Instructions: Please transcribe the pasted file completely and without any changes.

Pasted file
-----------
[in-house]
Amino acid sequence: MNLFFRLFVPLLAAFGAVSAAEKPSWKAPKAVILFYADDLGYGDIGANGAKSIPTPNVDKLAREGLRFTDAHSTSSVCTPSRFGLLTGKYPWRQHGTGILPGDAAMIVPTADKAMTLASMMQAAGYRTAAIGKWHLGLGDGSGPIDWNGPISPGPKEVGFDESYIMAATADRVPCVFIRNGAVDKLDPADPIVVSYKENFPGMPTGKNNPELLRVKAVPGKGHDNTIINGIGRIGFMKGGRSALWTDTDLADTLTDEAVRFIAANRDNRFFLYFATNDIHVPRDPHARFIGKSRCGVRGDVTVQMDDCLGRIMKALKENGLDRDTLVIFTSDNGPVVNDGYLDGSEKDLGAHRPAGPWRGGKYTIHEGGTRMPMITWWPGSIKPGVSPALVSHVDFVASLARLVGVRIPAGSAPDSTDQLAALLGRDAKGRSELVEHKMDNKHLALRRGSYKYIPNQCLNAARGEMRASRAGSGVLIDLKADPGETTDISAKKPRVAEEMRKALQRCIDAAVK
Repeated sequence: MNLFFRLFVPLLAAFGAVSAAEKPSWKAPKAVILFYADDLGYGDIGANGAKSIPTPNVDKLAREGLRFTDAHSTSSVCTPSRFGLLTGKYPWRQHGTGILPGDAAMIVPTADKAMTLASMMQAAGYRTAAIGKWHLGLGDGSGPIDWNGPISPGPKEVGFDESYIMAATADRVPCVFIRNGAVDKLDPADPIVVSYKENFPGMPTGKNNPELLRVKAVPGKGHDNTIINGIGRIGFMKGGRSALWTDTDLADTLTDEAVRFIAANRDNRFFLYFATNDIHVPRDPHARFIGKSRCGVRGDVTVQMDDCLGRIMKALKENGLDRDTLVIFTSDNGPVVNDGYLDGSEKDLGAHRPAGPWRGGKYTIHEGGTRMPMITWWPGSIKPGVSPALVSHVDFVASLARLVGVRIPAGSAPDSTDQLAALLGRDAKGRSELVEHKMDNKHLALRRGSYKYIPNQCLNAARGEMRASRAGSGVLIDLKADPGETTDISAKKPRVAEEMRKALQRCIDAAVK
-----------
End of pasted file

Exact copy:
[in-house]
Amino acid sequence: MNLFFRLFVPLLAAFGAVSAAEKPSWKAPKAVILFYADDLGYGDIGANGAKSIPTPNVDKLAREGLRFTDAHSTSSVCTPSRFGLLTGKYPWRQHGTGILPGDAAMIVPTADKAMTLASMMQAAGYRTAAIGKWHLGLGDGSGPIDWNGPISPGPKEVGFDESYIMAATADRVPCVFIRNGAVDKLDPADPIVVSYKENFPGMPTGKNNPELLRVKAVPGKGHDNTIINGIGRIGFMKGGRSALWTDTDLADTLTDEAVRFIAANRDNRFFLYFATNDIHVPRDPHARFIGKSRCGVRGDVTVQMDDCLGRIMKALKENGLDRDTLVIFTSDNGPVVNDGYLDGSEKDLGAHRPAGPWRGGKYTIHEGGTRMPMITWWPGSIKPGVSPALVSHVDFVASLARLVGVRIPAGSAPDSTDQLAALLGRDAKGRSELVEHKMDNKHLALRRGSYKYIPNQCLNAARGEMRASRAGSGVLIDLKADPGETTDISAKKPRVAEEMRKALQRCIDAAVK
Repeated sequence: MNLFFRLFVPLLAAFGAVSAAEKPSWKAPKAVILFYADDLGYGDIGANGAKSIPTPNVDKLAREGLRFTDAHSTSSVCTPSRFGLLTGKYPWRQHGTGILPGDAAMIVPTADKAMTLASMMQAAGYRTAAIGKWHLGLGDGSGPIDWNGPISPGPKEVGFDESYIMAATADRVPCVFIRNGAVDKLDPADPIVVSYKENFPGMPTGKNNPELLRVKAVPGKGHDNTIINGIGRIGFMKGGRSALWTDTDLADTLTDEAVRFIAANRDNRFFLYFATNDIHVPRDPHARFIGKSRCGVRGDVTVQMDDCLGRIMKALKENGLDRDTLVIFTSDNGPVVNDGYLDGSEKDLGAHRPAGPWRGGKYTIHEGGTRMPMITWWPGSIKPGVSPALVSHVDFVASLARLVGVRIPAGSAPDSTDQLAALLGRDAKGRSELVEHKMDNKHLALRRGSYKYIPNQCLNAARGEMRASRAGSGVLIDLKADPGETTDISAKKPRVAEEMRKALQRCIDAAVK